A leading California organic grower has reported "phenomenal" prices this season, while Catania Worldwide is gearing up for the inaugural sales from its New Jersey subsidiary.
Catania Worldwide president Paul Catania said growing conditions prior to the initial harvest in June had been favorable, and although temperatures during July reached scorching levels there had been no major issues with the campaign.
"It got up to around 115ºF in July. Figs like hot weather but we don't like it quite that hot as it brings the fruit on quickly," he told Fresh Fruit Portal.
"When you get a burst of really hot weather you can’t leave that fruit sitting an extra day or two, but we projected the weather so we knew what was coming and generally it was an orderly season."
He said volumes were now starting to tail off and there would be very little fruit come November when the company's Mexican season is expected to begin.
The representative also noted retailers had been boosting their promotions of fresh figs and consumers were becoming increasingly aware of the fruit that has traditionally had a niche market.
"It's becoming quite a popular fruit. We've received so much attention, in part thanks to there being lots of new recipes for figs out there," he said.
"It’s a market that has a lot of potential, and it’s starting to live up to it too. I think the industry is in a decent shape, he said.
He added prices had been a little bit higher this season compared to last year, in large part due to increasing production costs associated with water and labor.
In California, Catania Worldwide owns around 200 acres of fig farms and represents sales from a further 1,600, while in Mexico it owns 200 acres in the central state of Morelos and markets fruit from 600 acres in the U.S. and Canada.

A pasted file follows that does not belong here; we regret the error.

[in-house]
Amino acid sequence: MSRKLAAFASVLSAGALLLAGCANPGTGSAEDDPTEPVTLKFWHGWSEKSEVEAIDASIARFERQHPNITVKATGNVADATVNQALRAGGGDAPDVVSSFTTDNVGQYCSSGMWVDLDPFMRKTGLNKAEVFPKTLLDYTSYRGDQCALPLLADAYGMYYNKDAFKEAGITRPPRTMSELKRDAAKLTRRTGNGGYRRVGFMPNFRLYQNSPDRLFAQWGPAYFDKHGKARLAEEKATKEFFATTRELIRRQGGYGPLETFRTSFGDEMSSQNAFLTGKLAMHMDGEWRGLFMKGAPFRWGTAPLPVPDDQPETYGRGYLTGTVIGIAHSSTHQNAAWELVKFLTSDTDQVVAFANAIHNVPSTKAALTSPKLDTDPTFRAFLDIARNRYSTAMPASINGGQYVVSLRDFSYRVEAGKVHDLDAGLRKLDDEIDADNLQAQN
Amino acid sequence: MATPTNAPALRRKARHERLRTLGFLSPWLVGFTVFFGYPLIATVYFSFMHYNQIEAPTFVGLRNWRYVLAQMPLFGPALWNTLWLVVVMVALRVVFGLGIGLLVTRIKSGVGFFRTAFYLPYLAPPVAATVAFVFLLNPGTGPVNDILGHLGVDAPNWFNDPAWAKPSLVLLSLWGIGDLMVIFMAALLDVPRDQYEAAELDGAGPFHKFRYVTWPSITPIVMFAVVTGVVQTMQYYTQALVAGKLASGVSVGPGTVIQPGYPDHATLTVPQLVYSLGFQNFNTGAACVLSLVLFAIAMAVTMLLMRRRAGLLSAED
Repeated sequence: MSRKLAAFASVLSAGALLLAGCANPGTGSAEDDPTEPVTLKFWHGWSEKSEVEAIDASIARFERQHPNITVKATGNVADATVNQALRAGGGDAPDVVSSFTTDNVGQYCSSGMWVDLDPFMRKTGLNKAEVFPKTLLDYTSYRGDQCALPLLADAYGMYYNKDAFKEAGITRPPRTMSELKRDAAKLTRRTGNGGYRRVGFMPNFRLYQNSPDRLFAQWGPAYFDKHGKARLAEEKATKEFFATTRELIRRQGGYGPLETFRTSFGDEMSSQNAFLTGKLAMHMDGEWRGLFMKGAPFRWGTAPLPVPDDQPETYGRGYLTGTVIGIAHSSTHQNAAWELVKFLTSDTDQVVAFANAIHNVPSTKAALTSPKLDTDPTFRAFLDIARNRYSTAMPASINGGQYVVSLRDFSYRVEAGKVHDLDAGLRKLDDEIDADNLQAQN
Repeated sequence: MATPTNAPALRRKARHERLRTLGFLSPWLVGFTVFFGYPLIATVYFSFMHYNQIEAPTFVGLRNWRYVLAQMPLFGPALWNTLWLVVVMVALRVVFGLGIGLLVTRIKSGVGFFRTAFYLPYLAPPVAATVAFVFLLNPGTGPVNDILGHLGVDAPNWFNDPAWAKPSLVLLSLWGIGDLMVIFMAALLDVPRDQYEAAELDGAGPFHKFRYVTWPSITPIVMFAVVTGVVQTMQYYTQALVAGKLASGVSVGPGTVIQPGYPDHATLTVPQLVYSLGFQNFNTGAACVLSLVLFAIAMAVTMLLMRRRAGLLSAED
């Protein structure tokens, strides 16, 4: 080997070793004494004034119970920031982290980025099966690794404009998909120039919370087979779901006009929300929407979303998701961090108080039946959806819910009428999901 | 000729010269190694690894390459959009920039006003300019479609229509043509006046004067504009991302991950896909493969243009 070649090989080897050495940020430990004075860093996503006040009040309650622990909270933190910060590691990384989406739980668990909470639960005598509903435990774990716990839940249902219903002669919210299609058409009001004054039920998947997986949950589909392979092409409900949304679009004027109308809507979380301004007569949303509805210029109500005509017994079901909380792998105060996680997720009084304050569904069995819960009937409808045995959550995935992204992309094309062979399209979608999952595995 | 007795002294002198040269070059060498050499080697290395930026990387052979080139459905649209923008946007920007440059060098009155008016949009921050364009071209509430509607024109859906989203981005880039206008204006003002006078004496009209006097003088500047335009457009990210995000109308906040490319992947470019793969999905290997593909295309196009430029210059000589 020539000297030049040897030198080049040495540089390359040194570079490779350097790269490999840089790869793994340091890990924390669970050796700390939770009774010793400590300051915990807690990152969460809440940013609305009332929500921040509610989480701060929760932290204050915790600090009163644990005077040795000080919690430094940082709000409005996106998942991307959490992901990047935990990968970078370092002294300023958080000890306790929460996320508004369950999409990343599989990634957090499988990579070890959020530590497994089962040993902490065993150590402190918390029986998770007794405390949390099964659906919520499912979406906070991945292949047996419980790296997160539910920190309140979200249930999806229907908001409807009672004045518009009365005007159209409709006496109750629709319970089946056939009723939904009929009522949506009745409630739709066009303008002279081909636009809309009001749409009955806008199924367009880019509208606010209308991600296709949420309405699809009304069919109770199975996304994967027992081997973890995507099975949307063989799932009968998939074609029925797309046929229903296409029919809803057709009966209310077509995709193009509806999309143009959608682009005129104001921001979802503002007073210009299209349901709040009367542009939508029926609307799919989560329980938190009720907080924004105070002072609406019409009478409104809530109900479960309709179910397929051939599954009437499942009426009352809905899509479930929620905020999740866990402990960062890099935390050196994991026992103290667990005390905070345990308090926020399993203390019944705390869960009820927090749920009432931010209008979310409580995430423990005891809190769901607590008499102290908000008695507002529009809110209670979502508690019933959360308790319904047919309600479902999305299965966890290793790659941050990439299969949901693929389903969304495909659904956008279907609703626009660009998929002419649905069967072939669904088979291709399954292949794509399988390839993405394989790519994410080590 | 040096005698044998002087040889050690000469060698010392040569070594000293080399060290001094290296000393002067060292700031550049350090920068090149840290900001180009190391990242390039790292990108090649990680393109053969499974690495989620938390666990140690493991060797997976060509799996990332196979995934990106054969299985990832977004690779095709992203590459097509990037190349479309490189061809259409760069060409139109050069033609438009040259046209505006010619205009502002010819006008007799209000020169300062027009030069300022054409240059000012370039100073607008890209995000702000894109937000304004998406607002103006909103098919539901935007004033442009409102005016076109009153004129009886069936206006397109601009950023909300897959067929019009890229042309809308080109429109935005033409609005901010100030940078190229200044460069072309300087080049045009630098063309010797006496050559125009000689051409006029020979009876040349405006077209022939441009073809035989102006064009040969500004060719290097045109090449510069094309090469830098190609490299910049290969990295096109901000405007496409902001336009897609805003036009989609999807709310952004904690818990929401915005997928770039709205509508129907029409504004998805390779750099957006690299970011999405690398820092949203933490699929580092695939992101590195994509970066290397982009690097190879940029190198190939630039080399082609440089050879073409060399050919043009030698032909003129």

"That deal in Mexico will run from early November through until early May. Having production there puts us in a unique position because we’re basically year-round with figs," he said.
He noted the Mexican Government had shown an interest in promoting fresh fig production, seeing it as a good opportunity to grow a lucrative commodity.
Mexican figs must be subjected to irradiation as a condition of entry into the U.S. market. Catania said there was a certain stigma surrounding the treatment despite it being perfectly safe.
"Some people don’t want to touch it, but so far the demand exceeds supply so it doesn’t matter because we cater to those who are fine with irradiated fruit," he said.
From November the company will be boosting sales and distribution of its fruit commodities on the U.S. East Coast through its new subsidiary Catania New Jersey.
Catania said the development was a "big opportunity", noting the entity would handle distribution and sales, and seek new clients while working in collaboration with the companies other subsidiaries like Stellar Distributing.
Phenomenal prices for organic figs
A representative of California-based Maywood Farms, whose 175 acres of fig production are all certified organic, said prices for the crop this season had been "phenomenally high".
"I am amazed by the pricing we have been getting throughout the season. Last year was a record high price and this year was even better. It’s been great," owner Bob Steinacher said.
He attributed the high returns both to the growing demand for organics and his customers realizing the high production and logistical costs involved with such a delicate and perishable fruit.
"Not only is the demand for figs increasing, but also the organic market just keeps getting stronger and stronger," he said.
Steinacher said his fig season began in late July, while is slightly earlier than the typical start time of early August but a far more normal timing than early July, which had been the case in the two previous years.
He explained the excessive summer heat had created some issues as the harvesting teams could not keep up with the production, leading to more fruit being left on the trees than in other years.
However, he said the timing had been perfect for Maywood Farms' biggest customer, Whole Foods Market, as the heavy volumes coincided perfectly with the retailer's nationwide ad promoting the fruit.
"A lot of times they set up an ad a month or more in advance and we hope we have the fruit, but this year it coincided perfectly with their ad campaign," he said, noting the grocery chain marketed at least half his crop.
He said there were another three weeks or so left of the season and volumes would continue to drop.